Is It “Coworking” or “Co-working”?
There has been an ongoing dispute on whether coworking should be hyphenated or not. So how did this come about? The main reason for the hyphenated term “co-working” was due to the AP Stylebook distributed to journalists worldwide. The Stylebook dictates their preferred spelling and punctuation of commonly used names and words.
Basically, the AP Stylebook is in favor of any prefix (like co-owner) and this has been passed down in publications to the term coworking. So, what is the final verdict? Since coworking is a new industry in itself that does not relate to more traditional terms, it should be spelled “coworking”.
The History Of Coworking
- 1995 – the first “coworking” space was actually founded by hackers in Berlin. The idea was to share thoughts, space and information to complete tasks to those who joined the membership. Presently, they have added seminars, classes and a variety of social events, helping with the trend to open up more community spaces. There are hackerspaces in San Francisco, Santa Clara and Brooklyn and they keep growing.
- 1995 – The word “coworking” was first used by Bernard DeKoven, who described it as “working together as equals.” Individuals who are self-employed or working for different employers but , can share ideas with tools and coordinated meetings through a computer network. A space opened up in New York that same year by a software company with a flexible desk setting.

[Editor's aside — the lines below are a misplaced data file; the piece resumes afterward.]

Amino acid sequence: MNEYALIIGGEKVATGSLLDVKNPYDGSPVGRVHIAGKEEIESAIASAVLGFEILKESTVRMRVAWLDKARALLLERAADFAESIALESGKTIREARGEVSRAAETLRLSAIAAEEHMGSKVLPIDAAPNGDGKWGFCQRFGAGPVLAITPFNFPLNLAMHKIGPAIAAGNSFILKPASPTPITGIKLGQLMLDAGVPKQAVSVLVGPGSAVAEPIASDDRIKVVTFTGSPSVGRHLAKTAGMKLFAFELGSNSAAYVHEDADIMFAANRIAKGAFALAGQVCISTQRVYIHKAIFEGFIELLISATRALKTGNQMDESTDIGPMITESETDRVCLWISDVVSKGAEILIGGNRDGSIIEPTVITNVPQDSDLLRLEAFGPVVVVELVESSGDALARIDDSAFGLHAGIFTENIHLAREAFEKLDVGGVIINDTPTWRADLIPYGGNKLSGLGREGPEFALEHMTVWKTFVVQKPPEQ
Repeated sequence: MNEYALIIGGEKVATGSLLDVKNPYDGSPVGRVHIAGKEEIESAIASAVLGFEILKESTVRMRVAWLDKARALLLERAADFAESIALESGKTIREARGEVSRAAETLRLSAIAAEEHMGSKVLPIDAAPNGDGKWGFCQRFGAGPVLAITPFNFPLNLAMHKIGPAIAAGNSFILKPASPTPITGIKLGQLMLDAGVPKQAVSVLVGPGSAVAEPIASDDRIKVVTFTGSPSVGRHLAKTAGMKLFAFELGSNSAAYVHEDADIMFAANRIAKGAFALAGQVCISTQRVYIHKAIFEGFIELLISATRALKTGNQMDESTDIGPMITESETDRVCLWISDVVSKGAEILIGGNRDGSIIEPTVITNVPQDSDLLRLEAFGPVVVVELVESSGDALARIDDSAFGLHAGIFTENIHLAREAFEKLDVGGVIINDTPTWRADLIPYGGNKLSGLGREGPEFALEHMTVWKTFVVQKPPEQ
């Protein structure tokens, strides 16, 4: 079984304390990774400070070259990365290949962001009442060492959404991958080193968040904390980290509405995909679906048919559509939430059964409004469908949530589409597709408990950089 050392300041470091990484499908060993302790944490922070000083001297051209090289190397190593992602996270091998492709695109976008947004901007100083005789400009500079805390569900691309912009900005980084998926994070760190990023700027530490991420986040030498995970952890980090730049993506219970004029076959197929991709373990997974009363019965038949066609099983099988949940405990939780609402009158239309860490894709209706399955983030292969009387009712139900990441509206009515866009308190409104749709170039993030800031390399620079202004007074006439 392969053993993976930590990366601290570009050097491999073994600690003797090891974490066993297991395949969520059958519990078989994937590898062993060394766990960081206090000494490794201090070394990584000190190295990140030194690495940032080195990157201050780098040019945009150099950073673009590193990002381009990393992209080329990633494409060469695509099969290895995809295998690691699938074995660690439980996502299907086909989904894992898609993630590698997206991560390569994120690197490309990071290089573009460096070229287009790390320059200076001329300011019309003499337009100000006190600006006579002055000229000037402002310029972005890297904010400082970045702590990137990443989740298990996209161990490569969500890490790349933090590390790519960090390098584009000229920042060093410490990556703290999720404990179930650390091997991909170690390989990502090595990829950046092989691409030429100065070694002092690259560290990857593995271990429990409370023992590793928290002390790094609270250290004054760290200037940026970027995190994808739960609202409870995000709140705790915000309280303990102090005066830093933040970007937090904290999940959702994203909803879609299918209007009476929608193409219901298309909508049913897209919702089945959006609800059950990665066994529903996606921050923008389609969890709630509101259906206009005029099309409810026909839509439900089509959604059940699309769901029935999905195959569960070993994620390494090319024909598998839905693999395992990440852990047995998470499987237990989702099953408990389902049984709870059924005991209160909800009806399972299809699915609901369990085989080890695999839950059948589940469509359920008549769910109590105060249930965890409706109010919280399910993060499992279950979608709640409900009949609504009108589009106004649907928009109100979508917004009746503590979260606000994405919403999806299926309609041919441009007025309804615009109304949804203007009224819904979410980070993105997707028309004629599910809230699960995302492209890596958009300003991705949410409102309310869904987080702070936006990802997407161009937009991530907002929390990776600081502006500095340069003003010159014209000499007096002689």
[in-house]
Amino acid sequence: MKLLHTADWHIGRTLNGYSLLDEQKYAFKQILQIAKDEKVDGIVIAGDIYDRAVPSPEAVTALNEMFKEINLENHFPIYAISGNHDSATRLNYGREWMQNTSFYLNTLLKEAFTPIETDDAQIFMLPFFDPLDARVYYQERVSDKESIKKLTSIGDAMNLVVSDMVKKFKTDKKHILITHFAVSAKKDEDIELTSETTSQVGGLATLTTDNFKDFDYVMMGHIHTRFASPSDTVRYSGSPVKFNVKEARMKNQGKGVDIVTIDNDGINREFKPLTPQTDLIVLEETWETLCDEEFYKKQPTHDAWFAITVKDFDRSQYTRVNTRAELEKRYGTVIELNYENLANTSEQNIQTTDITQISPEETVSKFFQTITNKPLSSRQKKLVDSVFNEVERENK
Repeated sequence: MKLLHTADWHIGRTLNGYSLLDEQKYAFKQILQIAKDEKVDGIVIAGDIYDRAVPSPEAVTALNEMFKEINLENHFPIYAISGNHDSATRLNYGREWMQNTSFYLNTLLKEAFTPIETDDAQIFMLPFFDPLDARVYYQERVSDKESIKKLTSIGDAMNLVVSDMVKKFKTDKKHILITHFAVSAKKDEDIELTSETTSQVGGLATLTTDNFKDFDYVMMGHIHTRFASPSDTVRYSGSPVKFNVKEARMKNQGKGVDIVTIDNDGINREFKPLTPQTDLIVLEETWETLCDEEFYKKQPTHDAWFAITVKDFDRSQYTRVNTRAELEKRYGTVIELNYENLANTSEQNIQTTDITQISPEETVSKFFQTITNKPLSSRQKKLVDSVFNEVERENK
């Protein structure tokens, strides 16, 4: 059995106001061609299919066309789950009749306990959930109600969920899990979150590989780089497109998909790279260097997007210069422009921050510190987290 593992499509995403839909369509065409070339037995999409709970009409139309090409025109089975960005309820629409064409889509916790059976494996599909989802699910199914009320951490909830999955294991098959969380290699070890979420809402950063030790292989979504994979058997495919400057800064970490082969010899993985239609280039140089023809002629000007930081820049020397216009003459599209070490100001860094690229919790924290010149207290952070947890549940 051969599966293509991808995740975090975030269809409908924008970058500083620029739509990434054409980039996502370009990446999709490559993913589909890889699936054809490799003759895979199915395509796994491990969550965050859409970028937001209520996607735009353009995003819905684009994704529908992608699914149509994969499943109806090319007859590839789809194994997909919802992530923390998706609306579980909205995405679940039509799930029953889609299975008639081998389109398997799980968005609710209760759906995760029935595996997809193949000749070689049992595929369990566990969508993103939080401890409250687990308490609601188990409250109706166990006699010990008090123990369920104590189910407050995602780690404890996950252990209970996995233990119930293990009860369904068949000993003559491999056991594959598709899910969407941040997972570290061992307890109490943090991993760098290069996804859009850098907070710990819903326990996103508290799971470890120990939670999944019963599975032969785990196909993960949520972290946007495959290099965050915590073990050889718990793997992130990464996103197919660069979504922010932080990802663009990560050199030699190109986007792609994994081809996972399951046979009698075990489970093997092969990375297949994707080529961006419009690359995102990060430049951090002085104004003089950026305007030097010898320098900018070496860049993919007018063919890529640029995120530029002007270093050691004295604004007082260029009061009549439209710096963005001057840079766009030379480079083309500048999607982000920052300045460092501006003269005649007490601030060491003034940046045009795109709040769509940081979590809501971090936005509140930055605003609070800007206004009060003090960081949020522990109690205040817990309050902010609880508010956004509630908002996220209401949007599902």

- 2002 – The first coworking space opened up in Schraubenfabrik, Vienna, in an old renovated factory, which began as a community center for enterprises. It expanded to include freelancers and other professionals working with cell phones and laptops. The spaces continued to grow and function under the name of Konnex Communities in 2004 – the commencement to the local network of coworking spaces.
- 2005 – San Francisco hosts the first coworking space in August by Brad Neuberg – he believed that home offices and business centers were unsocial and unproductive. The space offered desks, free wifi, shared lunches, bike tours, meditation and massages closing at 5:45 PM sharp. It closed after a year and replaced in 2006 under the name of the Hat Factory. London opened up 40 coworking spaces by a franchise network on five different continents. In Germany, St. Oberholz opened up its first cafes in Berlin and offered free internet. Presently, St. Oberholz offers a true coworking space above its cafe.
- 2006 – Coworking Wiki space opens up in San Francisco. Chris Messina, who created the Twitter hashtag, is one of the co-founders. The first full-time coworking space opens at the Hat Factory. Co-founders are Brad Neuber, Chris Messina and Tara Hunt. At this time, it was one out of about 30 coworking spaces throughout the world. Jellies opened where groups can exchange ideas in a relaxed atmosphere, without a commitment – the community can later develop into a coworking space if they wish.
- 2007 – The first time the word “coworking” is seen on Google’s database. The searches have increased tremendously. The term coworking has become a megamedia name. “Coworking” got into the English version of Wikipedia.
- 2008/2009 – Unofficial coworking meet-ups happen and planned the first Coworking conference in Brussels in 2010. In August, the Coworking Visa is cultivated- allowing members of various coworking spaces to visit other spaces for free. Cubes & Crayons was the first coworking space to open alongside the facilities for children a few months old to preschoolers. At year’s end in 2008, there were approximately 160 coworking spaces worldwide.